A statement issued Saturday by a representative for Catherine Ashton, the European Union's High Representative for Foreign Affairs and Security Policy, indicated alarm at the move, which was made Wednesday by the Lebanese government.
Some of the deportees from Lebanon were activists opposed to the regime of embattled Syrian President Bashar Assad and could face torture or death upon return to Damascus, the Lebanese newspaper The Daily Star reported.
"The High Representative is concerned by the recent reports of expulsion by the Lebanese authorities of Syrian nationals to Syria," the statement said. "As a party to the U.N. Convention Against Torture, Lebanon has a clear legal obligation that no person is returned or extradited to a state where they could be subjected to torture."
Lebanese security officials asserted the deported Syrians were criminals who had been sentenced for crimes, such as theft, forgery, attempted rape and assault, committed on Lebanese territory.
Former Lebanese Prime Minister Fouad Siniora and other opposition leaders contended the expulsions were ordered by Assad's regime, the newspaper said.
The opposition March 14 parliamentary coalition Friday demanded the resignation of Prime Minister Najib Mikati's government over the deportations.
The EU statement warned "Syria is in a situation where people's lives are at risk across the country, including well documented reports of torture," and demanded that Lebanon "must ensure that no deportation takes place outside the framework of its international obligations" agreed upon with the U.N. High Commissioner for Refugees.
Ashton's office acknowledged Lebanon is playing an important role in coping with the thousands of refugees fleeing the fierce fighting in the Syria, as heavily armed rebels seek to topple Assad's government.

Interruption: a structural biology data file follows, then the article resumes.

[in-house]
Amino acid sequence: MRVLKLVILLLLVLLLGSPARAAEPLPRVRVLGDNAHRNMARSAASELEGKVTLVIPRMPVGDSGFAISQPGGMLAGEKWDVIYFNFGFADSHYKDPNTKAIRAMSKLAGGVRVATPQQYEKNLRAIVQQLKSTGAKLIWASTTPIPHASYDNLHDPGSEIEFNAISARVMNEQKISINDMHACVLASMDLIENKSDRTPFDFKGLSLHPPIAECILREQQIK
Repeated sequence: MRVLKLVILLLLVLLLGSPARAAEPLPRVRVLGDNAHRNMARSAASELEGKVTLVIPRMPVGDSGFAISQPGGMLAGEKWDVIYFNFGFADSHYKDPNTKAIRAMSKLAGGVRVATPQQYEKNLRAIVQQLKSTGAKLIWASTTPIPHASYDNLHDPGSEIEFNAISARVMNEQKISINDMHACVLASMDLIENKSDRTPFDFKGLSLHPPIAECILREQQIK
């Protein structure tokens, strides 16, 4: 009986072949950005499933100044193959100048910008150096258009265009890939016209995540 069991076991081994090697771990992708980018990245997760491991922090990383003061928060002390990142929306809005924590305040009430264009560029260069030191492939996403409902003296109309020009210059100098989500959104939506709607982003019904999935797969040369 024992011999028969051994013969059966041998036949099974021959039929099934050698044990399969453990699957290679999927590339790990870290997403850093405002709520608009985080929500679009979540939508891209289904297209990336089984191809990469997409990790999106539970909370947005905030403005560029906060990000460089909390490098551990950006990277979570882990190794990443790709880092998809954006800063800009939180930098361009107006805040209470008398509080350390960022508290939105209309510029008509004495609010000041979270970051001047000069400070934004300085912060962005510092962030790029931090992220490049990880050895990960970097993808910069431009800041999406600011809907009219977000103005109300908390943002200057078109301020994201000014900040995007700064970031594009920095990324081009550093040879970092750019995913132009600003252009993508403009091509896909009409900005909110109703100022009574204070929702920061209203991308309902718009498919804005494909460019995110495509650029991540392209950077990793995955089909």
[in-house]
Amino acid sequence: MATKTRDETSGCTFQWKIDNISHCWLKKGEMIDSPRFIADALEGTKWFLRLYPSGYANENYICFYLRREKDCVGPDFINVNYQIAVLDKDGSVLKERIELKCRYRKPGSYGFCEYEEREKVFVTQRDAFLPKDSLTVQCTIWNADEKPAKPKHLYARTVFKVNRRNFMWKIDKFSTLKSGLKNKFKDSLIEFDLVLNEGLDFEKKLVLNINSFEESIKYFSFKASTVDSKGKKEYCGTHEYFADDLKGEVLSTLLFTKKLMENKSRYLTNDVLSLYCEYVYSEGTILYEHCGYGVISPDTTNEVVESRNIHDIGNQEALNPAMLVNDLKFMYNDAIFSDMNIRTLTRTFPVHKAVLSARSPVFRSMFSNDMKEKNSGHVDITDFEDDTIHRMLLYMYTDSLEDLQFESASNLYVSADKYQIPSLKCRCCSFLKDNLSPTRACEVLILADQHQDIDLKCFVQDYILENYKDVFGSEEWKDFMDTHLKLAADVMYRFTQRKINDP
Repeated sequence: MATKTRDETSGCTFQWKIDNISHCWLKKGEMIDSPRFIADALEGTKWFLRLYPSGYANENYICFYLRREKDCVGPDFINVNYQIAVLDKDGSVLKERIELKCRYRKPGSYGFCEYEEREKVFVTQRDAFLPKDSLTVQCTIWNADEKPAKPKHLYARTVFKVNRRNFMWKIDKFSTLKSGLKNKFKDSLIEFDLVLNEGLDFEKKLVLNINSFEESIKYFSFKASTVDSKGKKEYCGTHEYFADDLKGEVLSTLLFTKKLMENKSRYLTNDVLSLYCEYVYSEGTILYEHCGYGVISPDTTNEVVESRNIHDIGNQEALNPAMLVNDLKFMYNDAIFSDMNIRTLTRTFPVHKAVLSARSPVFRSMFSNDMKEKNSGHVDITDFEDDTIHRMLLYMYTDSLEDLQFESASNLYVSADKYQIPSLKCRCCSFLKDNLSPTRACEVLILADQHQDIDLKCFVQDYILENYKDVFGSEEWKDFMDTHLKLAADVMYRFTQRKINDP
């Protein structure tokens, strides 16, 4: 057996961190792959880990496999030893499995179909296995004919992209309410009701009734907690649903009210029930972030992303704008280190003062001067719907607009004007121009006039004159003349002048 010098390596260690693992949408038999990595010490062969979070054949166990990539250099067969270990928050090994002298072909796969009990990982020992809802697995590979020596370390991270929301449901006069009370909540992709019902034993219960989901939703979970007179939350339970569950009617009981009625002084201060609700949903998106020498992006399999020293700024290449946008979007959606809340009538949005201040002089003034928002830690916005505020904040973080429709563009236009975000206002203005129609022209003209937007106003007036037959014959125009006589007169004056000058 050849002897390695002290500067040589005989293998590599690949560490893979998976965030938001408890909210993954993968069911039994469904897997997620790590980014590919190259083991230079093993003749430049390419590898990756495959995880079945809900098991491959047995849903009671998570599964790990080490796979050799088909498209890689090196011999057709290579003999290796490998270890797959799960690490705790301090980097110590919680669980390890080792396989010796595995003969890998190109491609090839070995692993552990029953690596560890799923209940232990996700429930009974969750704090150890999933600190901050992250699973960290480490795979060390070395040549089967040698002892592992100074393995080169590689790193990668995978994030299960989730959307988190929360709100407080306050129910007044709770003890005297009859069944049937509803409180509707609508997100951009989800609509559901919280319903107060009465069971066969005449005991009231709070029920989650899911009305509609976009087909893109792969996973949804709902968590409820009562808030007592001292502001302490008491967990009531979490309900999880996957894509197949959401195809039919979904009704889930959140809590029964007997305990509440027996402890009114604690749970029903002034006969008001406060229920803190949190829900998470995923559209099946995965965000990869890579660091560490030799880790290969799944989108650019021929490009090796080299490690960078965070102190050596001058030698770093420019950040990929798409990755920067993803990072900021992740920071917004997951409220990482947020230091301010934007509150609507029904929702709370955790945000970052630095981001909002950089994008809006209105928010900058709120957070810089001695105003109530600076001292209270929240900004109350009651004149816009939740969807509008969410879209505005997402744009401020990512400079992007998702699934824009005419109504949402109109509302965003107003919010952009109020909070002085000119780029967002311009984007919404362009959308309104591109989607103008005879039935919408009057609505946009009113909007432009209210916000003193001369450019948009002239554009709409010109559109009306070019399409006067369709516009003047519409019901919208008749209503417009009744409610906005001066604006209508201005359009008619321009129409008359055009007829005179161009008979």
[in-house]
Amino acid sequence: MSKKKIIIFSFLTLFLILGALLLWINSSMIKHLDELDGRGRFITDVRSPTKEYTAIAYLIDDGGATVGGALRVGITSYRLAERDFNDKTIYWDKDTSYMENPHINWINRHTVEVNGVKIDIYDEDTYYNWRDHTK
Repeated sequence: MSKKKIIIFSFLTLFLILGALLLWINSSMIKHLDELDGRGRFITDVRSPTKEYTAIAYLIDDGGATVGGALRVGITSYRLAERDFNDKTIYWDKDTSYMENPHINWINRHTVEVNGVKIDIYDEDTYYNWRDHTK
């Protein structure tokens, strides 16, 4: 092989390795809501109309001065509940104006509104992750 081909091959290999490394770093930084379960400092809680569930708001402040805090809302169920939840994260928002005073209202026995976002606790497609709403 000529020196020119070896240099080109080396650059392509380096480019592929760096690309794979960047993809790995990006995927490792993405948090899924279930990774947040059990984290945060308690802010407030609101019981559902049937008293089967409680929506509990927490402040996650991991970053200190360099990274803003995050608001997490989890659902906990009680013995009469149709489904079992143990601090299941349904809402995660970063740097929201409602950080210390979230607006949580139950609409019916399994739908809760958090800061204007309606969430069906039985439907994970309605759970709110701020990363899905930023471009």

The UNHCR reported Sunday more than 35,000 Syrian refugees in Lebanon were receiving assistance with the help of the government, with more pouring in every day.
The agency said a steady stream of arrivals from the Syrian cities of Homs, Damascus, Dara'a and Aleppo are making for Lebanese destinations such as Beirut, Saida and Tripoli to live with family and friends or to rent apartments.
Of the more than 33,000 registered and 1,700 awaiting registration in Lebanon, many are living in poor communities in North Lebanon and Bekaa Valley.
But the European Union also said it expects Lebanon "to continue to provide protection, in line with the principle of non-refoulement" -- which forbids handing over a victim of persecution to their persecutor.
Other Western countries have expressed alarm over the move deport the Syrian refugees, which they fear could set a negative precedent.
U.S. Ambassador to Lebanon Maura Connelly said Thursday Washington was "deeply disturbed" by the actions, adding the United States "stressed the importance of protecting all Syrians, including dissenters and deserters, who have rejected violence, in keeping with Lebanon's international humanitarian obligations."
France also decried the expulsions, the Kuwait News Agency reported.
"The escalation in the violence in Syria as well as the threats of torture or death which justified the fleeing to Lebanon by certain Syrian nationals makes it necessary to provide effective protection to these persons," the French Foreign Ministry said in a statement.
International humanitarian law, Paris said, demands the "protection and non-expulsion of these people must be maintained."
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